A combination of UNM sociologists, a political scientist and a geologist are conducting innovative academic and evaluative research on one of the most successful science, technology, engineering and math (STEM) education alliances in the country.
University of New Mexico Professors Roberto Ibarra (Sociology) and Gary Weissmann (Earth and Planetary Sciences) with doctoral student Michael Howland-Davis (Sociology) recently launched A Study of Context Diversity in Research and Teaching in the Western Alliance to Expand Student Opportunities/Louis Stokes Alliances for Minority Participation (WAESO/LSAMP) Program at Arizona State University. The study, not only funded, but required by the National Science Foundation (NSF), began on Oct. 1, 2016 and explores the impacts of commonly-found disparities between academic contextual culture and that of the student participants at ASU. This is the first time NSF required all LSAMP programs with more than 20 years of funding to include either a social science or education study in their proposals.
“I think this is a great example of what future social science research is moving toward in terms of interdisciplinary work,” Ibarra said. “We are collaborating with researchers in the hard sciences, and public administration with an incredibly disciplinarily diverse team with a wide ranging, but complimentary set of skills and expertise to study an exceptionally innovative STEM alliance. This is a unique opportunity within NSF research and within the social sciences in general.”
The study will be testing and documenting a relatively new model for understanding diversity that could be used by similar programs nationwide. Total funding for the WAESO program is $5 million. The funding for Ibarra, Weissmann and Howland-Davis' study ($850,000) and a related program evaluation ($350,000), to be led by Regents' Professor Mario Rivera (UNM School of Public Administration) and senior research scientist Rebecca Beals (UNM Institute for Social Research), will bring approximately $1.25 million in grant funds to UNM over five years.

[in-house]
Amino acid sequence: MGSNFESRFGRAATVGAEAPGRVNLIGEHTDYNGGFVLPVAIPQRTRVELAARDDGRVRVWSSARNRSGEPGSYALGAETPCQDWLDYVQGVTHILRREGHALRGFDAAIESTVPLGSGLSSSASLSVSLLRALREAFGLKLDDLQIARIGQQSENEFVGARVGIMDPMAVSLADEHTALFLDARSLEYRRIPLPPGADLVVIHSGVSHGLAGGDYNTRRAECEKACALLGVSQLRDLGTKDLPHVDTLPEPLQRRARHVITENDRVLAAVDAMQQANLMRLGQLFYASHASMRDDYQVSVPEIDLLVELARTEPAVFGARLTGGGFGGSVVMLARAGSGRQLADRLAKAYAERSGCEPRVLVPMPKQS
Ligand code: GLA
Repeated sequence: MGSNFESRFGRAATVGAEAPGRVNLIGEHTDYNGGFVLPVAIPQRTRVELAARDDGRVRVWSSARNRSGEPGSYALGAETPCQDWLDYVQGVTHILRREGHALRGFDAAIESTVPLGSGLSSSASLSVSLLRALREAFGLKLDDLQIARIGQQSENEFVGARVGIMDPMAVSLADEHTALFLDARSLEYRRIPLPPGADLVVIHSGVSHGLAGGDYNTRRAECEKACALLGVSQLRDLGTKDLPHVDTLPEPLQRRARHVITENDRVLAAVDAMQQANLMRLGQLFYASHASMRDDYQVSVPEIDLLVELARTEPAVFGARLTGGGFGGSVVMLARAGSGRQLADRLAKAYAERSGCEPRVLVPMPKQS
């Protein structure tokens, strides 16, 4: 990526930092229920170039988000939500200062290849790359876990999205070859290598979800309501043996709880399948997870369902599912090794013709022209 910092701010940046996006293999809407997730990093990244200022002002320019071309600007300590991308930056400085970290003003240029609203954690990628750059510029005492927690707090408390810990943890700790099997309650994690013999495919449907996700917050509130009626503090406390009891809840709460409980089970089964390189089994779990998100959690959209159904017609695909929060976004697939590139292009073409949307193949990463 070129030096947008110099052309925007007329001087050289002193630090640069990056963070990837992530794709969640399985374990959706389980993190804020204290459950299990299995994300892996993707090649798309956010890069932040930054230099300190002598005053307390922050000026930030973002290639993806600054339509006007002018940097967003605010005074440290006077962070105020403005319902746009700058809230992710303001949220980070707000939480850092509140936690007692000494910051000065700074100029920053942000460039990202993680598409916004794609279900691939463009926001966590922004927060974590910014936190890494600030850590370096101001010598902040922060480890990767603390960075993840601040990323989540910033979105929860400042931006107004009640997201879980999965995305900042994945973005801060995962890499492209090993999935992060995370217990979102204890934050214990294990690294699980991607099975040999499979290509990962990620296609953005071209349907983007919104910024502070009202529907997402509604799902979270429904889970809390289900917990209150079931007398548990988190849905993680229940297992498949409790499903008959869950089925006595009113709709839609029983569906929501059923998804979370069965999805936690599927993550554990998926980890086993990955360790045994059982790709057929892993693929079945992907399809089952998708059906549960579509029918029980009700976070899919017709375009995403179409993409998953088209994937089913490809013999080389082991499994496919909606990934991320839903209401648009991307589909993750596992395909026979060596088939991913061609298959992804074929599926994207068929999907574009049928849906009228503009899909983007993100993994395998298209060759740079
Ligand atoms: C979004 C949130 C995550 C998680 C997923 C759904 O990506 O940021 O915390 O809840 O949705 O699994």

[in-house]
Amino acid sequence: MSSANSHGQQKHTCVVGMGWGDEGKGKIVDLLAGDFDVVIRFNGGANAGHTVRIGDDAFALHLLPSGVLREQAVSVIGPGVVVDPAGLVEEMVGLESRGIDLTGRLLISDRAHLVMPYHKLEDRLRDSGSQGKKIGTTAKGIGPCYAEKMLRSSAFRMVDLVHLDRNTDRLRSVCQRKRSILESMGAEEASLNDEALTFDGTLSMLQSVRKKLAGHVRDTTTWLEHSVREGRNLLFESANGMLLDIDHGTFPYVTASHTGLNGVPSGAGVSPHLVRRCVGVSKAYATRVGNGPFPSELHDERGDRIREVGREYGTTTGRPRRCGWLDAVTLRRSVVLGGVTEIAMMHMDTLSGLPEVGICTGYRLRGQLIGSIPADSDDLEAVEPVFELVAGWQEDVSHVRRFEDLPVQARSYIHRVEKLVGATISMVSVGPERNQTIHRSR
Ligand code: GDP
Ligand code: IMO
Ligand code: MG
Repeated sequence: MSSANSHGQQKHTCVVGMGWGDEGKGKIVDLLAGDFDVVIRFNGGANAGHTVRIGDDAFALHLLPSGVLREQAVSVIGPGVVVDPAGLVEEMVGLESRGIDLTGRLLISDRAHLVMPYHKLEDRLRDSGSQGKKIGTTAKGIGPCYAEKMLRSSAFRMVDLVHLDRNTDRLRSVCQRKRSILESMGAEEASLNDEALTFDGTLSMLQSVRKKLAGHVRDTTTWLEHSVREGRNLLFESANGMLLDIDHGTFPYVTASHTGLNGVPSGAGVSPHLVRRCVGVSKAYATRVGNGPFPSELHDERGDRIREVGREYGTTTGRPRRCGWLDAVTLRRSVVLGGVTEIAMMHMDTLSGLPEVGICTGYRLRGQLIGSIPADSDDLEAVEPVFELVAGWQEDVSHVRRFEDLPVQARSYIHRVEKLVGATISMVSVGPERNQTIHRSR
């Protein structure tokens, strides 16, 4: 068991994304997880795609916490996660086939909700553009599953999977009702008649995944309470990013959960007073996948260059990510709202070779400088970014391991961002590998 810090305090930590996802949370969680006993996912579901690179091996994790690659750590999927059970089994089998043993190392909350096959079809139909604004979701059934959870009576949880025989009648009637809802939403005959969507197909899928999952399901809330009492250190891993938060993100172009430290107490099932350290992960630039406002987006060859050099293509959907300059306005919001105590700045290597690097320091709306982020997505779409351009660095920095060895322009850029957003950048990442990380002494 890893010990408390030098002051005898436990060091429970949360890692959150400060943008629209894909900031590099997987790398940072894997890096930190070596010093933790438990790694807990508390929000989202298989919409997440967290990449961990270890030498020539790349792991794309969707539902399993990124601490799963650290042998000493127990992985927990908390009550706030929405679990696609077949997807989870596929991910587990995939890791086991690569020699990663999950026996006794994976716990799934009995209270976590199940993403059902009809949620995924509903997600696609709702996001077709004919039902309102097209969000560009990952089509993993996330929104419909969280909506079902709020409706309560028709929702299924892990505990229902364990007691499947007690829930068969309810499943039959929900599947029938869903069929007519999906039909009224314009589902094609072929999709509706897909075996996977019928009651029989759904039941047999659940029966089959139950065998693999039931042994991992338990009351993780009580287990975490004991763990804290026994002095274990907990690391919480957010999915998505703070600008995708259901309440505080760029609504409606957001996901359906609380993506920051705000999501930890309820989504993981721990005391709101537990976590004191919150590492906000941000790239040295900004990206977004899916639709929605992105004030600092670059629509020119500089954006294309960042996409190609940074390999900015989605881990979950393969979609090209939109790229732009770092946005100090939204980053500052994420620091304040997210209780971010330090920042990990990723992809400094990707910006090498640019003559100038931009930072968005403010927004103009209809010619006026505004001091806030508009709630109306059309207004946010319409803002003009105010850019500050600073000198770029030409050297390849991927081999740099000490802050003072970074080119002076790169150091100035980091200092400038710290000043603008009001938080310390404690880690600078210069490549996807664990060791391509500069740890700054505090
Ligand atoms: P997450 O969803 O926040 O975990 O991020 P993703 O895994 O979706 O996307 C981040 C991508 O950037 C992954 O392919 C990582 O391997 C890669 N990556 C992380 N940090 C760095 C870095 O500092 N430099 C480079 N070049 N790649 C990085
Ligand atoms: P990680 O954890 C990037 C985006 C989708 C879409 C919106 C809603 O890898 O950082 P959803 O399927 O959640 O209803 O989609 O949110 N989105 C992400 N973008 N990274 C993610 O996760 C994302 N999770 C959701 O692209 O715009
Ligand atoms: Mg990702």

“This was a complete team effort for all of us involved at UNM and our colleagues at ASU,” Rivera said on Friday.
These co-Principal Investigators will work in tandem to assess reasons for the established success of the WAESO program—which seeks to foster a strong, diverse, and inclusive scientific and technological workforce through efforts at recruiting, retaining, and graduating scientists and engineers from historically and currently underrepresented populations. The study and evaluation projects are coordinated through the UNM Institute for Social Research.
“This is a new way of looking at how we can improve diversity in STEM fields,” Weissmann said on Friday. “Our research teams are examining this from a variety of perspectives, which is frankly, the best way to research the nature of STEM.”
Project activities focus on student research, the establishment of peer networks, faculty and peer mentoring, research on the social context of science, and development of a culture of professionalism among undergraduate students interested in pursuing advanced degrees and academic careers in science, technology, engineering, and mathematics (STEM) disciplines.